DRIVEN TO DISTRACTION: Hang up and drive, Rantoul police officers urge motorists

Rantoul Press editor

Ask any driver if he or she would be willing to drive blind the length of a football field, and the answer would undoubtedly be an emphatic “no.”

That’s what reading or sending a text message is like, according to Rantoul police officer Kurtis Buckley.

Buckley, who is the school resource officer at Rantoul Township High School, said there is great concern about the growing distractions facing drivers — distractions that put not only the driver and passengers in jeopardy, but also other drivers.

“Sending or receiving a text message takes the driver’s eyes off the road for a period of 4.6 seconds,” Buckley said.

That’s why Buckley and Rantoul Police Sgt. Justin Bouse have started a distracted driving campaign this year at RTHS.

Their message: No text is so important that it can’t wait until you pull off the road or get to where you’re going.

In 2010, more than 3,000 people were killed and another 416,000 injured in crashes involving distracted drivers.

The problem is present with all drivers, but especially with young drivers.

Since 2010, Rantoul police have issued 159 tickets or warning tickets for cell phone use or texting, most of them in a school zone. A total of 62 were issued in 2010.

That number has already been surpassed in 2012 with 66 being issued. 2010 showed only 31 issued.

While texting gets the most attention, there are any number of things that can distract a driver, including talking on the phone, eating and drinking, talking with other passengers, reading maps, changing the radio station or CD player and using navigation devices. Texting, however, appears to be the biggest problem because it distracts a driver three different ways.

“There are three causes of distracted driving,” Buckley said. “The first is visual, taking your eyes off the road. Then there’s the manual, taking your hands off the wheel.

And then there’s cognitive, taking your mind off the task of driving.”

All of those are involved when texting in a moving vehicle.

“The other day I saw a guy using his knee to steer and he was texting,” Buckley said. “He was swerving. It was very noticeable.”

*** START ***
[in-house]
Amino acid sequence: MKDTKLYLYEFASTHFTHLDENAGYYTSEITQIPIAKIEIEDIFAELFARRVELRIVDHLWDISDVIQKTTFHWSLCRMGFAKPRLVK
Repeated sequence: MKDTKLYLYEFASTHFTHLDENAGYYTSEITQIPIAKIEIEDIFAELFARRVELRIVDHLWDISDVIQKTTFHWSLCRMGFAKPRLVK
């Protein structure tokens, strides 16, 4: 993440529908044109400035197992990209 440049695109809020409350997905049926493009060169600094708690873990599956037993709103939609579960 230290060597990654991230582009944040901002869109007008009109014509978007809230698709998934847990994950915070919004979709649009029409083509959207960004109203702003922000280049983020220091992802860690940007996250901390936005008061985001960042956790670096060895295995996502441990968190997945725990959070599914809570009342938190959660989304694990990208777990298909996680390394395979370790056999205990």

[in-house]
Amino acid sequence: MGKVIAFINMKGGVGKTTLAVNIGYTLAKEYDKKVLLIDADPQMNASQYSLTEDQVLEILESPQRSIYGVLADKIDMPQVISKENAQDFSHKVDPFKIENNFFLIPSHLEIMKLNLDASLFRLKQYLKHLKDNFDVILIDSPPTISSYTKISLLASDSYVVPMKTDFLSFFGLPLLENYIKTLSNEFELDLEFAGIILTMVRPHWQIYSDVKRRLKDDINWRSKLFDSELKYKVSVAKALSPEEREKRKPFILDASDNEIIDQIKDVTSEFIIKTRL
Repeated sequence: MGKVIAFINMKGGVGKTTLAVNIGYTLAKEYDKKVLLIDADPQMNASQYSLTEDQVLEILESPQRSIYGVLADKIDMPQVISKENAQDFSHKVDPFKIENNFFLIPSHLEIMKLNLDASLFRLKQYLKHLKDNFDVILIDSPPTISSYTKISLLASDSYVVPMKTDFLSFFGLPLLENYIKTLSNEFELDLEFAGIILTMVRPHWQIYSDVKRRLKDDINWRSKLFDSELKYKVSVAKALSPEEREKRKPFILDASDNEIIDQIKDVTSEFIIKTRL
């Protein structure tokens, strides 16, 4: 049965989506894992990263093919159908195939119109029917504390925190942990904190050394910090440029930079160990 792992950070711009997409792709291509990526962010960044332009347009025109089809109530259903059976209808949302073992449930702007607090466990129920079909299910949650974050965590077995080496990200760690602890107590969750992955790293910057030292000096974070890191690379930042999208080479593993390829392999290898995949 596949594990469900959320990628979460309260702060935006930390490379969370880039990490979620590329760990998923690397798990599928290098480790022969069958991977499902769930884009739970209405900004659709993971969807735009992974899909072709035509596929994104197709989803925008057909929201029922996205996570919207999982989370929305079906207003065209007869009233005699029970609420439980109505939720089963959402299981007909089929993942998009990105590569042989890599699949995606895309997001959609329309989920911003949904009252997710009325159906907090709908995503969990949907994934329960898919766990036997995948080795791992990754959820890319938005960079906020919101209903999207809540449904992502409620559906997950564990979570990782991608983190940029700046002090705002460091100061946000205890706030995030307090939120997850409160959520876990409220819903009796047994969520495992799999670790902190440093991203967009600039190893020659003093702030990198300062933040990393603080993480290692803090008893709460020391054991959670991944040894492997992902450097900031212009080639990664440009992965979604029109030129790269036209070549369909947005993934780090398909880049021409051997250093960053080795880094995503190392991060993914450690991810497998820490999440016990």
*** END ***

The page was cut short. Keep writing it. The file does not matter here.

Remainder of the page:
Making cell phone usage even more distracting these days is that many people search the Internet on their cell phone.

As part of driver’s education classes, Buckley gives a power point presentation on distracted driving. He said the teens seem to be receptive to the message: Keep your cell phone away from your eyes while driving.

“Basically we’re educating the kids and getting the word out that distracted driving is a problem.

“About 90 percent of these kids have cell phones,” Buckley said. “Without their cell phones it’s almost like taking oxygen from them.”

During student registration this year at RTHS, Bouse and Buckley set up a table that provided information to parents and students about distracted driving. Getting parents involved is important, Buckley said.

In Illinois, it’s against the law to use a cell phone in a work zone and in a school zone, and texting while driving is outlawed at all times.

With the help of some local insurance companies and the high school, Buckley said six signs have been posted around the high school warning drivers not to use cell phones there.

Buckley also has a school resource officer page on Facebook where he has posted a great deal of information about distracted driving.

The police department routinely patrols before and after school at all of Rantoul’s schools, and officers are watching out for people texting and on the phone.

In years past, police in Illinois could not stop someone simply for illegal cell phone use (A cell phone offense could be filed only if someone were stopped for another offense.), but that is no longer the case, Buckley said. If an officer sees someone using a cell phone in a school or work zone or texting anywhere while driving, the driver can be pulled over.

Buckley said people’s attitudes need to change so that they realize the dangers of distracted driving.

“We’re trying to do whatever we can to change the mindset,” he said, “so that people can understand you’re basically playing Russian roulette driving down the street and you’re distracted.”

Buckley knows what he’d like to see: “I think it would be a good idea to ban cell phone usage as you’re driving except in emergency circumstances like contacting the police.”

If cell phone usage were banned, it likely would result in less need to call the police. There would be fewer accidents. Buckley would like nothing better.



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